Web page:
Tuesday, 11 August 2009

The screw tightens

Computer Weekly reveals that refusal to provide the authorities with your encryption key could land you in jail for five years.
The Regulation of Investigatory Powers Act (RIPA) has had a clause activated which allows a person to be compelled to reveal a decryption key. Two people have been convicted so far but their sentences and crimes are unknown.

The Register reports on the non-news regarding local authority snooping under RIPA powers, informing us that most snooping is carried out by the police, GCHQ and MI5. They have demanded communications data from telephone and internet providers well over half a million times annually and all that's required is permission from a senior officer. It notes that under the Interception Modernisation Programme (IMP) this will be so much easier.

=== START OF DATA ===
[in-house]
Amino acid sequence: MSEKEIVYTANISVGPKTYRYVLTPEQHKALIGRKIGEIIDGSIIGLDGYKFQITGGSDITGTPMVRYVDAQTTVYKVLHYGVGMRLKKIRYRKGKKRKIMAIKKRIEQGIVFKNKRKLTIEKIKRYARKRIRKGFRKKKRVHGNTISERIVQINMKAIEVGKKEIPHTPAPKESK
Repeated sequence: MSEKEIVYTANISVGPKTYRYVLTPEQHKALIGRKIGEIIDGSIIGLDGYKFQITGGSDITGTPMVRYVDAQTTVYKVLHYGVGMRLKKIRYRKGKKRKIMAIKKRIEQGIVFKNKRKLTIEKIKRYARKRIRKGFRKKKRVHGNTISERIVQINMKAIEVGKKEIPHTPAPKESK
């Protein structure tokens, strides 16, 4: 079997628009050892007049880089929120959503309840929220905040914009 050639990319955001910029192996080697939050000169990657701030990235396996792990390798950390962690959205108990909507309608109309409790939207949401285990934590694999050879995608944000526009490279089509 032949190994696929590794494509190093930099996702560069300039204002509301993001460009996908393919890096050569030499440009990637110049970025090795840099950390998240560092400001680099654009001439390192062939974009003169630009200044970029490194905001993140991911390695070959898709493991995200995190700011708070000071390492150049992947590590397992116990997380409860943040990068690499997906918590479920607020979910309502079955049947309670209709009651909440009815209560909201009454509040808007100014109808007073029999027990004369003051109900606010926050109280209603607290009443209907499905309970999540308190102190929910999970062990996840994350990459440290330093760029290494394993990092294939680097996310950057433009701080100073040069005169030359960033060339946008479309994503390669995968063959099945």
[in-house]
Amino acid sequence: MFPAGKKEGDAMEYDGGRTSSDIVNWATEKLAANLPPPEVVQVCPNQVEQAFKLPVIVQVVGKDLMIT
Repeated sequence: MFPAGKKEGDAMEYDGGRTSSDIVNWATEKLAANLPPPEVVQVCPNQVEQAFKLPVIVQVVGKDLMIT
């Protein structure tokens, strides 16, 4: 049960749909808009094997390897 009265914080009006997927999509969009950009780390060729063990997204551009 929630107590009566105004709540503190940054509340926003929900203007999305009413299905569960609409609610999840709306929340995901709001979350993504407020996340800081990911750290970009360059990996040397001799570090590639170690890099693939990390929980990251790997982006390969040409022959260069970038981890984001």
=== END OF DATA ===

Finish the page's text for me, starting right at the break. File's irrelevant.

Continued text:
Who is responsible to the voters in our 'democracy'? Did I hear you reply:"Parliament"? Bless you, no. The three former High Court judges responsible for scrutiny of snooping - the Interception of Communications Commissioner, the Intelligence Services Commissioner, and the Chief Surveillance Commissioner - all deliver their reports directly to Number 10.

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